Tod was right about one thing at least. Like most of the people he was interested in, Homer was a Middle–Westerner. He came from a little town near Des Moines, Iowa, called Wayneville, where he had worked for twenty years in a hotel.
One day, while sitting in the park in the rain, he had caught cold and his cold developed into pneumonia. When he came out of the hospital, he found that the hotel had hired a new bookkeeper. They offered to take him on again, but his doctor advised him to go to California for a rest. The doctor had an authoritative manner, so Homer left Wayneville for the Coast.
After living for a week in a railroad hotel in Los Angeles, he rented a cottage in Pinyon Canyon. It was only the second house the real estate agent showed him, but he took it because he was tired and because the agent was a bully.
He rather liked the way the cottage was located. It was the last house in the canyon and the hills rose directly behind the garage. They were covered with lupines, Canterbury bells, poppies, and several varieties of large yellow daisy. There were also some scrub pines, Joshua and eucalyptus trees. The agent told him that he would see doves and plumed quail, but during all the time he lived there, he saw only a few large, black velvet spiders and a lizard. He grew very fond of the lizard.
The house was cheap because it was hard to rent. Most of the people who took cottages in that neighborhood wanted them to be “Spanish” and this one, so the agent claimed, was “Irish.” Homer thought that the place looked kind of queer, but the agent insisted that it was cute.
The house was queer. It had an enormous and very crooked stone chimney, little dormer windows with big hoods and a thatched roof that came down very low on both sides of the front door. This door was of gumwood painted like fumed oak and it hung on enormous hinges. Although made by machine, the hinges had been carefully stamped to appear hand-forged. The same kind of care and skill had been used to make the roof thatching, which was not really straw but heavy fireproof paper colored and ribbed to look like straw.
The prevailing taste had been followed in the living room. It was “Spanish.” The walls were pale orange flecked with pink and on them hung several silk armorial banners in red and gold. A big galleon stood on the mantelpiece. Its hull was plaster, its sails paper and its rigging wire. In the fireplace was a variety of cactus in gaily colored Mexican pots. Some of the plants were made of rubber and cork; others were real.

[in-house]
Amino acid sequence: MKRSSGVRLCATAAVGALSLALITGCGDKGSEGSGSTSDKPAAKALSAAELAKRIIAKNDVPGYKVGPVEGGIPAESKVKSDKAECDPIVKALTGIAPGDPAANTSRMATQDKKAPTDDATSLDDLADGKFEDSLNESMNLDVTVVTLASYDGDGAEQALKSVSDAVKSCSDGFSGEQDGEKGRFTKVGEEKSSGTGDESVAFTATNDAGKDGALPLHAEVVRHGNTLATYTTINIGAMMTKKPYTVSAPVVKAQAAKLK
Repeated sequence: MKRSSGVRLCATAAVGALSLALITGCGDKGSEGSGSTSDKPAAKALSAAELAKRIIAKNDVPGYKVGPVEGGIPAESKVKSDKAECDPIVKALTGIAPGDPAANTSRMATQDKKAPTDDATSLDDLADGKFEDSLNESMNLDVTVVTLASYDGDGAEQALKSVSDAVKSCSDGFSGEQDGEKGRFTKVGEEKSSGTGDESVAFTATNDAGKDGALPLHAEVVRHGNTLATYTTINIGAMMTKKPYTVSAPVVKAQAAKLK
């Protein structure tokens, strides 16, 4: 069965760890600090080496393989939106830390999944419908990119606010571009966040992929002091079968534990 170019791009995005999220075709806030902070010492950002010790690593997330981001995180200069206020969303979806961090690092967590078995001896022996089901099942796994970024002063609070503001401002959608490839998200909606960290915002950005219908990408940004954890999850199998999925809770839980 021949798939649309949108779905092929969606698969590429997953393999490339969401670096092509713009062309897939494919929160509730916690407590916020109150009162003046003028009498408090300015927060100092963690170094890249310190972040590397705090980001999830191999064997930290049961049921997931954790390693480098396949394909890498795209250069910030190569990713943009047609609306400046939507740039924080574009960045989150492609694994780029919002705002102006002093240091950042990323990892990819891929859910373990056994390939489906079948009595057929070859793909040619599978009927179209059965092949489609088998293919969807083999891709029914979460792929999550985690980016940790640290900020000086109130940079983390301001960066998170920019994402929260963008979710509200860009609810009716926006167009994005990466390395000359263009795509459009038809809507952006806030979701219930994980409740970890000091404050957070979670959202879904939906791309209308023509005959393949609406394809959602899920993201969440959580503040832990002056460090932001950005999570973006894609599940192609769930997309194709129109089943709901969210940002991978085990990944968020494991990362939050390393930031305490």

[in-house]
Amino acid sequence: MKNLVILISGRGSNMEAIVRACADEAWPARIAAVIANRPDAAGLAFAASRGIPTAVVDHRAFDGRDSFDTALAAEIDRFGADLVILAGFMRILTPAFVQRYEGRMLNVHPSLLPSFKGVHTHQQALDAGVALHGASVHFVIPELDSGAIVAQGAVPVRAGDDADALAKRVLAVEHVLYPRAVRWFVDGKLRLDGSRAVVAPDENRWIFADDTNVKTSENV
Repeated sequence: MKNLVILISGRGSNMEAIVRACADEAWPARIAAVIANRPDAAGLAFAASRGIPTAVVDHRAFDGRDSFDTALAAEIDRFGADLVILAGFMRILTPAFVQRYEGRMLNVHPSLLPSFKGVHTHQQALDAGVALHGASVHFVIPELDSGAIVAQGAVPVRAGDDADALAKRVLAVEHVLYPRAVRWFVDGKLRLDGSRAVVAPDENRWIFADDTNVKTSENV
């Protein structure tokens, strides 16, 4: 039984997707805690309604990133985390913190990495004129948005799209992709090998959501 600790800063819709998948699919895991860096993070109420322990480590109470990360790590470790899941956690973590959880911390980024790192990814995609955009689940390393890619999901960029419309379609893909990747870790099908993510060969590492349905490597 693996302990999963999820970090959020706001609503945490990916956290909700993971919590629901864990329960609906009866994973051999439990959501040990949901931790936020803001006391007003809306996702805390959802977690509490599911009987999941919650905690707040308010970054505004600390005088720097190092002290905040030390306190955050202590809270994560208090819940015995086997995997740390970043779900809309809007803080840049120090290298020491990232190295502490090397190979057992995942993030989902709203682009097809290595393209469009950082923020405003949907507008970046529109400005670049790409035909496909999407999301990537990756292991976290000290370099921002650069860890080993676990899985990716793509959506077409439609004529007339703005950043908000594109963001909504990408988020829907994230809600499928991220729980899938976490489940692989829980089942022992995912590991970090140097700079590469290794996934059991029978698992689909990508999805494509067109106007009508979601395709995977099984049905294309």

The room was lit by wall fixtures in the shape of galleons with pointed amber bulbs projecting from their decks. The table held a lamp with a paper shade, oiled to look like parchment, that had several more galleons painted on it. On each side of the windows red velvet draperies hung from black, double-headed spears.
The furniture consisted of a heavy couch that had fat monks for legs and was covered with faded red damask, and three swollen armchairs, also red. In the center of the room was a very long mahogany table. It was of the trestle type and studded with large-headed bronze nails. Beside each of the chairs was a small end table, the same color and design as the big one, but with a colored tile let into the top.
In the two small bedrooms still another style had been used. This the agent had called “New England.” There was a spool bed made of iron grained like wood, a Windsor chair of the kind frequently seen in tea shops, and a Governor Winthrop dresser painted to look like unpainted pine. On the floor was a small hooked rug. On the wall facing the dresser was a colored etching of a snowbound Connecticut farmhouse, complete with wolf. Both of these rooms were exactly alike in every detail. Even the pictures were duplicates.
There was also a bathroom and a kitchen.
Last updated Tuesday, August 25, 2015 at 14:15